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Philip's Desperate Measures

In this period a certain dreadful foreshadowing of misfortune fell upon king Philip and the whole of
The conflict of feelings in Philip's mind.
Macedonia, of a kind well worthy of close attention and record. As though Fortune had resolved to exact from him at once the penalties for all the impieties and crimes which he had committed in the whole course of his life, she now visited him with furies, those deities of retribution, those powers that had listened to the prayers of the victims of his cruelties, who, haunting him day and night, so plagued him to the last day of his life, that all the world was forced to acknowledge the truth of the proverb, that "Justice has an eye" which mere men should never despise. The first idea suggested to him by this evil power was that, as he was about to go to war with Rome, he had better remove from the most important cities, and those along the sea-coast, the leading citizens, with their wives and children, and place them in Emathia, formerly called Paeonia, and fill up the cities with Thracians and other barbarians, as likely to be more securely loyal to him in the coming hour of danger.
See 5, 9.
The actual carrying out of this measure, and the uprooting of these men and their families, caused such an outburst of grief, and so violent an outcry, that one might have supposed the whole district to have been taken by the sword. Curses and appeals to heaven were rained upon the head of the king without any further attempt at concealment. His next step, prompted by the wish to leave no element of hostility or disaffection in the kingdom, was to write to the governors of the several cities ordering them to search out the sons and daughters of such Macedonians as had been put to death by him, and place them in ward; in which he referred especially to Admetus, Pyrrhicus, and Samus, and those who had perished with them: but he also included all others whosoever that had been put to death by order of the king, quoting this verse, we are told:—1 “"Oh fool! to slay the sire and leave the sons."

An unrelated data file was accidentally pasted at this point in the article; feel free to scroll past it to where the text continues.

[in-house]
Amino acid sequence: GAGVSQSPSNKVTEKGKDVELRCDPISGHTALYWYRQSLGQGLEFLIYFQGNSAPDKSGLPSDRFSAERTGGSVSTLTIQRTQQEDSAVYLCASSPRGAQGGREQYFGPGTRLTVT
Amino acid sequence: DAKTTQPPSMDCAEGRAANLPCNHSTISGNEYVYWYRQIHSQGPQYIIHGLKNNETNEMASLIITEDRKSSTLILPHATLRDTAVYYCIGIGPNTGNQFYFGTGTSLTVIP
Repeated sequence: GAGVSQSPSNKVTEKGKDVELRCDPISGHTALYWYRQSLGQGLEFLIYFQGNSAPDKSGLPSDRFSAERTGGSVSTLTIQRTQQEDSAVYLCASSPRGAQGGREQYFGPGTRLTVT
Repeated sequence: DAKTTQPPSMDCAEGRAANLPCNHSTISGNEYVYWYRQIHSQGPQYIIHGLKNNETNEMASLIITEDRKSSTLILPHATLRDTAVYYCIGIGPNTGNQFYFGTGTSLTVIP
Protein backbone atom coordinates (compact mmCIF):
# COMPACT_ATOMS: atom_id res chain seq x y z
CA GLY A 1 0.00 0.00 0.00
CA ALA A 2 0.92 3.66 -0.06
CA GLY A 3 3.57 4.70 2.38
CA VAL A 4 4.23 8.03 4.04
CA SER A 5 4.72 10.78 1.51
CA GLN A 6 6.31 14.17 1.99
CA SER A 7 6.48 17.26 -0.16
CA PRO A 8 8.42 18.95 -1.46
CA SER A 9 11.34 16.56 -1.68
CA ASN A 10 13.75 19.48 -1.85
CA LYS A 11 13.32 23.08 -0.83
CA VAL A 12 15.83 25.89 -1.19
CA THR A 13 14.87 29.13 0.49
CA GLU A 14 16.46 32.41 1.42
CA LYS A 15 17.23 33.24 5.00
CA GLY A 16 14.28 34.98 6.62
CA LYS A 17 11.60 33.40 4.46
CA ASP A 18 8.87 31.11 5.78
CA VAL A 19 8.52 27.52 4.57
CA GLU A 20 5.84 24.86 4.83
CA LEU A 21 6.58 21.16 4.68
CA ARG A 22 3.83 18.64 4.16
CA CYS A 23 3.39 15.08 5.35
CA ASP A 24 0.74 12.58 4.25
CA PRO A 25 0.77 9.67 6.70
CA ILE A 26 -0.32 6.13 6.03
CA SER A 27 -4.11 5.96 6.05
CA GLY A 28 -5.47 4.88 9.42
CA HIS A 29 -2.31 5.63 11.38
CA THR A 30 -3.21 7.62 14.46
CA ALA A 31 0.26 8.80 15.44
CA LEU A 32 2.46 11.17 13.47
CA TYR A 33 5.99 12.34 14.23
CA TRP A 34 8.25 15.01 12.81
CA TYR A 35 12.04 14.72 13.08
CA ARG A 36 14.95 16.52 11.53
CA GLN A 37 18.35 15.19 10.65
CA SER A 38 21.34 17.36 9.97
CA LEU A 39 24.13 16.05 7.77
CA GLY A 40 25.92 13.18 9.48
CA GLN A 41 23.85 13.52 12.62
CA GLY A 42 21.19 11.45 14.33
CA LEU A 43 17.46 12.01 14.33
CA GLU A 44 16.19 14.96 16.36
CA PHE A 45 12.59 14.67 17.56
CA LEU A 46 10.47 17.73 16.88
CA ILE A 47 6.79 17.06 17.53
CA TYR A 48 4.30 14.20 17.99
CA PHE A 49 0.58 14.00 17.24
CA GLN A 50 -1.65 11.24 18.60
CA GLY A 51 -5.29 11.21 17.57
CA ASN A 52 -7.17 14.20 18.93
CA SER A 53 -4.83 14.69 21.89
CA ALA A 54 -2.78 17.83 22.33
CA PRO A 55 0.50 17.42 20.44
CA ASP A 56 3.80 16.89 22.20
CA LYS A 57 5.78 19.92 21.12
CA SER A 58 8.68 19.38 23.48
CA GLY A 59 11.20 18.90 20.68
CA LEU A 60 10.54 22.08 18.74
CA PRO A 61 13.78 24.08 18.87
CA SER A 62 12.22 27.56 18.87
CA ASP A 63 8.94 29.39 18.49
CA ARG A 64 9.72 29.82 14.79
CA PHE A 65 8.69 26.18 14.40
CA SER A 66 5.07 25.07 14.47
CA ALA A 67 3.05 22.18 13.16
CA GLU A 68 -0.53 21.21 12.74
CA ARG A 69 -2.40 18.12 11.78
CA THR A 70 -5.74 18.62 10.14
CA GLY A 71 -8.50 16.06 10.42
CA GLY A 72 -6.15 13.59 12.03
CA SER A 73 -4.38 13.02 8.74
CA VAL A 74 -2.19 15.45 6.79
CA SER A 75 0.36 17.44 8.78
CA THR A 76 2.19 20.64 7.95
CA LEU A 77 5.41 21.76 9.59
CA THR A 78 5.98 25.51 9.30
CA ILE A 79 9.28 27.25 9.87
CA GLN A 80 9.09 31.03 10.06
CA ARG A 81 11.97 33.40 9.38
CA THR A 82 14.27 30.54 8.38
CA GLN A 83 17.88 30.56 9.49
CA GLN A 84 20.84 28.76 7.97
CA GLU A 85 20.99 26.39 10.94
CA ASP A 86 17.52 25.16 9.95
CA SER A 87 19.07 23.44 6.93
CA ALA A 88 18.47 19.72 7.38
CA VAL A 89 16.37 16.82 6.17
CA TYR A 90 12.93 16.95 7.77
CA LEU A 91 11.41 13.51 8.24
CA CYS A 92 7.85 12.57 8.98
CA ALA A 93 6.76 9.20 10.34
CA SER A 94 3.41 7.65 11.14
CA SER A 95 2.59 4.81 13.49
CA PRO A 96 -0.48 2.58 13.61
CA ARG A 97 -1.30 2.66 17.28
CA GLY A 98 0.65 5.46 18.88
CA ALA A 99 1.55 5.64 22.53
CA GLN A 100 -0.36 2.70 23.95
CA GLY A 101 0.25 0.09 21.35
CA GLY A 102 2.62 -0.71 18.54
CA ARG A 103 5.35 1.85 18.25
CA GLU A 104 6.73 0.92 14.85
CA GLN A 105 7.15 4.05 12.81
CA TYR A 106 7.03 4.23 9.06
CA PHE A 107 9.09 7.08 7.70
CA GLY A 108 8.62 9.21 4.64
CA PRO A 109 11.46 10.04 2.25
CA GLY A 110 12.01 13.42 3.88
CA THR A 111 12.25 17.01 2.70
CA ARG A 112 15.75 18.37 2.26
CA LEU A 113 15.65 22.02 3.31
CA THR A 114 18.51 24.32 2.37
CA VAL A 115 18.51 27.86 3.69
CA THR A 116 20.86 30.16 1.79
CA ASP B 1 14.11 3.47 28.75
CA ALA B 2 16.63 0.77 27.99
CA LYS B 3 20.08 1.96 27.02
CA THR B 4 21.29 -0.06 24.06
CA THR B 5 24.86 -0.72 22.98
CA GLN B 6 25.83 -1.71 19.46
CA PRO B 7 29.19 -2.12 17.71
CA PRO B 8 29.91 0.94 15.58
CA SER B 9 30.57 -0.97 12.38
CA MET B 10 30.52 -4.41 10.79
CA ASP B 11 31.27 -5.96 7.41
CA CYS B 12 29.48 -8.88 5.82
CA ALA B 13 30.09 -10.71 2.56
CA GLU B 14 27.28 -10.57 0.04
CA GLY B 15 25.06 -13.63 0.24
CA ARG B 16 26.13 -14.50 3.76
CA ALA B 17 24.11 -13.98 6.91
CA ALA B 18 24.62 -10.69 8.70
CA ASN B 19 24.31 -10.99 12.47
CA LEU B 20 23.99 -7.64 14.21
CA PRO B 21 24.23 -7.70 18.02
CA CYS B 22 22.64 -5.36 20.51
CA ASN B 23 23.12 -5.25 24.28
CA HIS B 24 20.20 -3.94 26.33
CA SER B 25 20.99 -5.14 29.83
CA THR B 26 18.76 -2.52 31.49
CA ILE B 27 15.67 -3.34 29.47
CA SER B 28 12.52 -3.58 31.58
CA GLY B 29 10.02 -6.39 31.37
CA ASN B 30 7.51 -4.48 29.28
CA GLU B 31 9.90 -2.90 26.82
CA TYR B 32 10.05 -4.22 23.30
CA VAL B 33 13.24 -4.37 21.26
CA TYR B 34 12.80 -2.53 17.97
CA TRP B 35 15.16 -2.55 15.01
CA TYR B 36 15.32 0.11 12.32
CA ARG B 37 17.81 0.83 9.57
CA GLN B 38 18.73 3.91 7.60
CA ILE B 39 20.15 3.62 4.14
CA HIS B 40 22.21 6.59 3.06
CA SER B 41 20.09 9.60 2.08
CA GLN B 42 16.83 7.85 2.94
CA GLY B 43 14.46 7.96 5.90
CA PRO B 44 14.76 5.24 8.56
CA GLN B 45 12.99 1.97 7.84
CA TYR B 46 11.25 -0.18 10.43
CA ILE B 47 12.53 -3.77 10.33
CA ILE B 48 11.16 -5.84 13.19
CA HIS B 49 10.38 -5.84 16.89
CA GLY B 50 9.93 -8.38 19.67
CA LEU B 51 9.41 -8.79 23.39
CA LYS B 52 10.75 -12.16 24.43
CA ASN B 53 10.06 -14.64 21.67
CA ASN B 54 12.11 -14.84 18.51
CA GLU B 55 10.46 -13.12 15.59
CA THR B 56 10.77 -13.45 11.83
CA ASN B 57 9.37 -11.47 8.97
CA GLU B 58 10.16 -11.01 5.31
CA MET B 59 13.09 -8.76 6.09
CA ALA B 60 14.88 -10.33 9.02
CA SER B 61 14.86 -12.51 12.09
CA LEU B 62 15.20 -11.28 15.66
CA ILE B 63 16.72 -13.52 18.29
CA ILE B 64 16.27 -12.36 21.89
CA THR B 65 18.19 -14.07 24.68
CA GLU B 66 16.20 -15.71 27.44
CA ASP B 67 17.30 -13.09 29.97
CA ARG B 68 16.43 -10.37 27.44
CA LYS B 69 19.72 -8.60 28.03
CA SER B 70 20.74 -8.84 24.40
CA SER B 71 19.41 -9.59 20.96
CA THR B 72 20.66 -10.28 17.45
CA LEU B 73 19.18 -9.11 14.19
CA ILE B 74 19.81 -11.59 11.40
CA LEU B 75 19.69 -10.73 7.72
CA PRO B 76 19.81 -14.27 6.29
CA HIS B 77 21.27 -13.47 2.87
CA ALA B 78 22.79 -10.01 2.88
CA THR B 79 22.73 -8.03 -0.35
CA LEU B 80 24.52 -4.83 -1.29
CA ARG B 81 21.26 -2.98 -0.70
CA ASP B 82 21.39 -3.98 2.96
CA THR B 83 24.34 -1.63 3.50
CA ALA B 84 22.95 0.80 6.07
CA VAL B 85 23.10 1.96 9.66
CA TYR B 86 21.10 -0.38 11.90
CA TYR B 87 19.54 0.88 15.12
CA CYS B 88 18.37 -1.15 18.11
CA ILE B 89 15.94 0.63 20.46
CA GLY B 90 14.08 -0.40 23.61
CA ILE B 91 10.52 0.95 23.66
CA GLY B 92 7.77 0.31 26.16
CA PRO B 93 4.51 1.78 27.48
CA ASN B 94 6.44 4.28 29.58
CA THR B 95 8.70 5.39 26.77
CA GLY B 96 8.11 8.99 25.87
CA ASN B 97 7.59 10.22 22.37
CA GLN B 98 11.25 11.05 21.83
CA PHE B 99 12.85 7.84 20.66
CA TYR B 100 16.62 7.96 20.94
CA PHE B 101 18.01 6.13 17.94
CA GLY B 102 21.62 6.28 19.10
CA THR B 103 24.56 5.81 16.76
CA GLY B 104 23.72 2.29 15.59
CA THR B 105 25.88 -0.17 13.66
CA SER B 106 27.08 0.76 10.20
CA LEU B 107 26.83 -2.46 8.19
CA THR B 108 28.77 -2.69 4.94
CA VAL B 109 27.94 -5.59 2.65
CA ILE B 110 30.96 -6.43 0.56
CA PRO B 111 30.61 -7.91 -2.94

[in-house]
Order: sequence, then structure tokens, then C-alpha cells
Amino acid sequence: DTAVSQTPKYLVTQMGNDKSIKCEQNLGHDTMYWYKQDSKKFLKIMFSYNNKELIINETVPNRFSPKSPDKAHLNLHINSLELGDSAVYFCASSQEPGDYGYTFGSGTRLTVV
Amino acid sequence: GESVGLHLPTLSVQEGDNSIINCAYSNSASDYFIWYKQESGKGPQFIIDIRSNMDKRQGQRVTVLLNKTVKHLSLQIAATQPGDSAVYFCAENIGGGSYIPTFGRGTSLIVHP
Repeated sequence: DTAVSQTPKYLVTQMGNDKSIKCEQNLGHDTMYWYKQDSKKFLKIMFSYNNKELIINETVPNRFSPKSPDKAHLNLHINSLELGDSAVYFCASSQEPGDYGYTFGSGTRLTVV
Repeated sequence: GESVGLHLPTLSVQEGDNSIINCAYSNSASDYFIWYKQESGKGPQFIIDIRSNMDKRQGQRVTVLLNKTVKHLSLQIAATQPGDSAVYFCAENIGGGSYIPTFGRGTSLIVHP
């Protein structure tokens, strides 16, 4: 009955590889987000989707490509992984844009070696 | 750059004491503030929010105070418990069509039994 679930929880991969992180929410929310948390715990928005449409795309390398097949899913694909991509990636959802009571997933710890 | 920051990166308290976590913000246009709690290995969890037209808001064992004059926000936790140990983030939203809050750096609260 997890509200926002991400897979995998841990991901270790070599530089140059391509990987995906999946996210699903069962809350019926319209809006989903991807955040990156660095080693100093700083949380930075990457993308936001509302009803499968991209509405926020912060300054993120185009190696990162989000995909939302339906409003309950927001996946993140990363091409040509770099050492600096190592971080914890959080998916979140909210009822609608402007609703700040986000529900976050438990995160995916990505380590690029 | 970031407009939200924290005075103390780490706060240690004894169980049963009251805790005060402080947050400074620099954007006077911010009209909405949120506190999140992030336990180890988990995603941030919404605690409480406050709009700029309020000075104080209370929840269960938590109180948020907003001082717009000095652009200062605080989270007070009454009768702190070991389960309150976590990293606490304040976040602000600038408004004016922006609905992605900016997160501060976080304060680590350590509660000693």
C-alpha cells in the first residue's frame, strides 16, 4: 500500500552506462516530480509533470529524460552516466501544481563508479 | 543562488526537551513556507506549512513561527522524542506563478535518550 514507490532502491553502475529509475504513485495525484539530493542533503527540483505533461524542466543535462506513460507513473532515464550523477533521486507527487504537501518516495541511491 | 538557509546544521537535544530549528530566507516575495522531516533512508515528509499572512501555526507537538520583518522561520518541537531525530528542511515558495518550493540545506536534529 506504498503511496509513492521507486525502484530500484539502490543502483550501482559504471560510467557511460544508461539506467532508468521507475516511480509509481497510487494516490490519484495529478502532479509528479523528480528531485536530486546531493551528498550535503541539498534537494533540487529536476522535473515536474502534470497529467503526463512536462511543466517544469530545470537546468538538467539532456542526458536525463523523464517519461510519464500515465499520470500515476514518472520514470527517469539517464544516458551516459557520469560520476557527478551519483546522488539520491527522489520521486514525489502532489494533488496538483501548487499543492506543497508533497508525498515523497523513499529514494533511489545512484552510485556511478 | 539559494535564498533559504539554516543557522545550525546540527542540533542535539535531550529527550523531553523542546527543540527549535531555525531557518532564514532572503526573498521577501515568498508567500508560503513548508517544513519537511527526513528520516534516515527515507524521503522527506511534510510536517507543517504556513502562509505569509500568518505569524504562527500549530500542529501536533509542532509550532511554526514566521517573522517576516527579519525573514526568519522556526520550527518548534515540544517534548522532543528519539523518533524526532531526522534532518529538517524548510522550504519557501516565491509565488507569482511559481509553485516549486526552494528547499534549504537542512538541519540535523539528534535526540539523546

” Most of these men being persons of distinguished families, their fate made a great noise and excited universal pity. But Fortune had a third act in this bloody drama in reserve for Philip, in which the young princes plotted against each other; and their quarrels being referred to him, he was forced to choose between becoming the murderer of his sons and living the rest of his life in dread of being murdered by them in his old age; and to decide which of the two he had the greater reason to fear. Tortured day and night by these anxieties, the miseries and perturbations of his spirit lead to the inevitable reflection that the wrath of heaven fell upon his old age for the sins of his previous life: which will be rendered still more evident by what remains to be told. . . . Just when his soul was stung to madness by these circumstances, the quarrel between his sons blazed out: Fortune, as it were of set purpose, bringing their misfortunes upon the scene all at one time. . . .

The Macedonians make offerings to Xanthus

Fragment referring to the military sham fight in which Perseus and Demetrius quarrelled, B. C. 182. See Livy, 40, 6.
as a hero, and perform a purification of the army with horses fully equipped. . . .

1 Stasinus fr.

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